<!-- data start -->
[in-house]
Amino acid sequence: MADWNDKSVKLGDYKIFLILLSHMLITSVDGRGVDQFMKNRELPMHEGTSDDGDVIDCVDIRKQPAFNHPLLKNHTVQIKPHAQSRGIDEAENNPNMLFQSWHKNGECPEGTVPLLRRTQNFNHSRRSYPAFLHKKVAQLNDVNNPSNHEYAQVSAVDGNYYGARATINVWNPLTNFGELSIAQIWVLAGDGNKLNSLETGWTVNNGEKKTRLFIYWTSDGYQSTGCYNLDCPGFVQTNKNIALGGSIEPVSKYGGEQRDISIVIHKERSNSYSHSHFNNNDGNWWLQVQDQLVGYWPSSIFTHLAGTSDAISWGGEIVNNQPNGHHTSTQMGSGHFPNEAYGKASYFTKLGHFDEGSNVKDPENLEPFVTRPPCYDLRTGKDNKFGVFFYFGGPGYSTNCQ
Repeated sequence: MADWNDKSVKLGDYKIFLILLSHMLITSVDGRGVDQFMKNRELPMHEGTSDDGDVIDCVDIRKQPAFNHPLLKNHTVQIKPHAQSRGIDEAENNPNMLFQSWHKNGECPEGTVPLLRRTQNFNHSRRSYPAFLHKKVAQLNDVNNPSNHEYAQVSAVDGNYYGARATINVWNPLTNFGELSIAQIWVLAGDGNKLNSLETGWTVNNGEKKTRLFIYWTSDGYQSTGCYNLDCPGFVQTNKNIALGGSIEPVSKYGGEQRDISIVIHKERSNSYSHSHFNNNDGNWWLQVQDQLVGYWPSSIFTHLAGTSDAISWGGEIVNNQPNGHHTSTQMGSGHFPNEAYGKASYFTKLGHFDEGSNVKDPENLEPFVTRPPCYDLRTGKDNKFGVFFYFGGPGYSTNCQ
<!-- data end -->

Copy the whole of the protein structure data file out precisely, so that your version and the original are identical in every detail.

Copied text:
[in-house]
Amino acid sequence: MADWNDKSVKLGDYKIFLILLSHMLITSVDGRGVDQFMKNRELPMHEGTSDDGDVIDCVDIRKQPAFNHPLLKNHTVQIKPHAQSRGIDEAENNPNMLFQSWHKNGECPEGTVPLLRRTQNFNHSRRSYPAFLHKKVAQLNDVNNPSNHEYAQVSAVDGNYYGARATINVWNPLTNFGELSIAQIWVLAGDGNKLNSLETGWTVNNGEKKTRLFIYWTSDGYQSTGCYNLDCPGFVQTNKNIALGGSIEPVSKYGGEQRDISIVIHKERSNSYSHSHFNNNDGNWWLQVQDQLVGYWPSSIFTHLAGTSDAISWGGEIVNNQPNGHHTSTQMGSGHFPNEAYGKASYFTKLGHFDEGSNVKDPENLEPFVTRPPCYDLRTGKDNKFGVFFYFGGPGYSTNCQ
Repeated sequence: MADWNDKSVKLGDYKIFLILLSHMLITSVDGRGVDQFMKNRELPMHEGTSDDGDVIDCVDIRKQPAFNHPLLKNHTVQIKPHAQSRGIDEAENNPNMLFQSWHKNGECPEGTVPLLRRTQNFNHSRRSYPAFLHKKVAQLNDVNNPSNHEYAQVSAVDGNYYGARATINVWNPLTNFGELSIAQIWVLAGDGNKLNSLETGWTVNNGEKKTRLFIYWTSDGYQSTGCYNLDCPGFVQTNKNIALGGSIEPVSKYGGEQRDISIVIHKERSNSYSHSHFNNNDGNWWLQVQDQLVGYWPSSIFTHLAGTSDAISWGGEIVNNQPNGHHTSTQMGSGHFPNEAYGKASYFTKLGHFDEGSNVKDPENLEPFVTRPPCYDLRTGKDNKFGVFFYFGGPGYSTNCQ